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DOUR

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DOUR

Postby Dr. Goodword » Fri Jan 25, 2013 11:33 pm

• dour •


Pronunciation: dæ-wêr, dur • Hear it!

Part of Speech: Adjective

Meaning: 1. Serious, stern, forbidding. 2. Determined, obstinate.

Notes: Today's Good Word has two pronunciations that lead to some confusion. [dæwêr] is probably preferred now in the US, though [dur] is preferred in Britain. However you pronounce the stem, adverb is dourly and the noun, dourness.

In Play: Today's word can describe a facial expression: "The dour look on the face of Bea Heine made it clear that she was displeased with our antics." It is also reflective of attitude: "Bea's dour resistance to any innovation in the office routine made her a prime candidate for promotion."

Word History: Exactly where today's word comes from is unclear. It probably came from Middle Irish dúr, a word related to Latin durus "hard". The root of this word appears in many words borrowed from Latin and French, such as durable, during, and endure. The PIE root underlying these words, deru-/dru "hard, firm" is also responsible for Russian derevo "tree, wood", as well as Greek dendron "tree", a word seen in our "red tree", the rhododendron. The Latin word druides "druids" is probably a Celtic reduction of this root + wid- "to see", originally referring to "strong seers", the caste of Druid priests. (Which reminds me of the never dour Susan Lister, a strong seer of Good Words who spotted and recommended this one as a candidate for our series.)
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Re: DOUR

Postby Perry Lassiter » Sat Jan 26, 2013 1:31 am

Probably because of the rhyming "sour" I always picture a dour expression with the lips downturned like a frowny face. :-(
And friwns do go along with dourness. Never heard the pronunciation rhyming with cur.
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Re: DOUR

Postby MTC » Sat Jan 26, 2013 8:09 am

However dour may be pronounced it is forever linked to "Scot," as in "the dour Scot." In fact a Google search of the phrase gets 195,000 hits which include dictionaries giving usage examples, articles about the dour Scottish character, a brave attempt to clear the Scottish name at http://www.scotsman.com, and pictures of real dour Scots. The Scots rehabilitated their image for a time with Sean Connery, but have suffered a recent relapse with Andy Murray.
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Re: DOUR

Postby Philip Hudson » Sat Jan 26, 2013 7:10 pm

MTC wrote, "The Scots rehabilitated their image for a time with Sean Connery, but have suffered a recent relapse with Andy Murray."

When Connery was a young man he was playing James Bond. James Bond wasn't dour but his attempt at being debonair came off as being cynical to me. I never liked the Bond movies. They were worse than the Bond books and they were bad enough. In the single copy of a Bond novel in my personal library, I have inserted a critique showing future generations what I think of the book, should anyone care to know. The only other fiction book I have similarly prefaced is “Jonathan Livingston Seagull”, so you can see how low an opinion I have of Bond. The remainder of Connery's life has been pretty cynical and dour as far as I can see. Craig Ferguson of the Late Late Show is known for portraying Connery as a drunken sot who is dour indeed. Although a caricature, it seems to portray Connery pretty well.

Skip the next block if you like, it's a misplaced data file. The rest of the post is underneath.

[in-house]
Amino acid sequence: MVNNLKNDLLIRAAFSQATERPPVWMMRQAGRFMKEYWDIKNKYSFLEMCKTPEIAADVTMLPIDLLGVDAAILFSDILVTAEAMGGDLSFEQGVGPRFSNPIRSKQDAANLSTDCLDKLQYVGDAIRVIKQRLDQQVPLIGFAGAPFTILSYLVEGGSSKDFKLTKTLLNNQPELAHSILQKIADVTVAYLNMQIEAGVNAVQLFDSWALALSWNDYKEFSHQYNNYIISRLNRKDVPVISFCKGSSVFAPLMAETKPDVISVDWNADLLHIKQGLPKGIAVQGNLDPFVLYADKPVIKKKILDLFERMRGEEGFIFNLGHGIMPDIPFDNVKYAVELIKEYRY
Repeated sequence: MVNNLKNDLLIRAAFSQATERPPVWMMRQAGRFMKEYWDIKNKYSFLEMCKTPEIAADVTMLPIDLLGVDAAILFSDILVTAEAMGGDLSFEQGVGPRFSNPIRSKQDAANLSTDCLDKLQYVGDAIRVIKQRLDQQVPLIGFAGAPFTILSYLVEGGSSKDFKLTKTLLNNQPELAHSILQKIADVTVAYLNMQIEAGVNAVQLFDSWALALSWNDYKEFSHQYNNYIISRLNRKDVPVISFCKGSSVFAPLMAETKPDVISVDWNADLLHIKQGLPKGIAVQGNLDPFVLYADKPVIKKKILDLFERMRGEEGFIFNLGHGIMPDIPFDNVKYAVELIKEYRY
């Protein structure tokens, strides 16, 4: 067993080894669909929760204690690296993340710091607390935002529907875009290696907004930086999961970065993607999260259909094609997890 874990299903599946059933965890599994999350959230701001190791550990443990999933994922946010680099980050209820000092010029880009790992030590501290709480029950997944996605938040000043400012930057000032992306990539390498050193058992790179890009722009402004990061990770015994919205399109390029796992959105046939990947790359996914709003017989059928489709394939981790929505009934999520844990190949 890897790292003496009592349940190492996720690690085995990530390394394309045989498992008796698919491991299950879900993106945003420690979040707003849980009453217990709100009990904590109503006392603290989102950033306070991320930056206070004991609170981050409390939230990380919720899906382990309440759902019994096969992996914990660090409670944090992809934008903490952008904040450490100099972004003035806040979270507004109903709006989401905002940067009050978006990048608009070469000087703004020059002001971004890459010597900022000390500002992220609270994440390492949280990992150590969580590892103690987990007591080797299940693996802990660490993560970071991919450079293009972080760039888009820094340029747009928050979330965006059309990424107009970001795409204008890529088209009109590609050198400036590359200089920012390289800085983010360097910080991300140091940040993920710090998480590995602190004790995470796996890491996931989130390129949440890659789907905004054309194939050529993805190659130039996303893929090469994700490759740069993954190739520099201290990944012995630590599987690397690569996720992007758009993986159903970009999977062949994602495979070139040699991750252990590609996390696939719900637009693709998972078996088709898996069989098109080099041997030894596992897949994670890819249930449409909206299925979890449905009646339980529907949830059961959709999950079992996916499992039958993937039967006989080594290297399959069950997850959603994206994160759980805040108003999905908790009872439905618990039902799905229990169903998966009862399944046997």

Not being a Tennis fan, I know little about Andy Murray. In what sense has he caused a relapse? From what little I read, he seems to be a popular person.
It is dark at night, but the Sun will come up and then we can see.
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Re: DOUR

Postby MTC » Sun Jan 27, 2013 10:28 am

Here's a snippet from an article in The Telegraph by Judith Woods to give you a flavor, Philip:

"Andy Murray, the gruff grumpychops of the Centre Court has just triumphantly taken the trophy at Queen’s, but can he ever be taken to our hearts? Certainly there appears to be a PR campaign afoot to overturn the Scotsman’s unfortunate public persona – one so dismally taciturn it makes Gordon Brown look like Jim Carrey."

(http://www.telegraph.co.uk/sport/tennis ... urray.html)

Woods is being kind by describing Murray as a "gruff gumpychops." He is indeed a dismal character who drags down the game of tennis and does nothing for the Scots. And homely as a beaten stick, two sturdy legs supporting an adam"s apple. Without redeeming qualities on the court as far as I am concerned.

As for Sean Connery, he has largely been defined by the Bond role ("Bondage"), but does have other acting credits to his name including A Fine Madness (1966) and The Untouchables (1987) (Oscar for Best Supporting Actor) which showcase his talent.
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Re: DOUR

Postby Perry Lassiter » Sun Jan 27, 2013 12:21 pm

I gotta stand up for the Seagull, a book I've loaned or given to many people who needed encouragement. I read it as a parable of what it takes to achieve and commented to recipients I wasn't endorsing the Budhism there, but finding who you are and devoting oneself to developing that center.
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Re: DOUR

Postby Philip Hudson » Mon Jan 28, 2013 1:52 am

Perry: I respectfully disagree.
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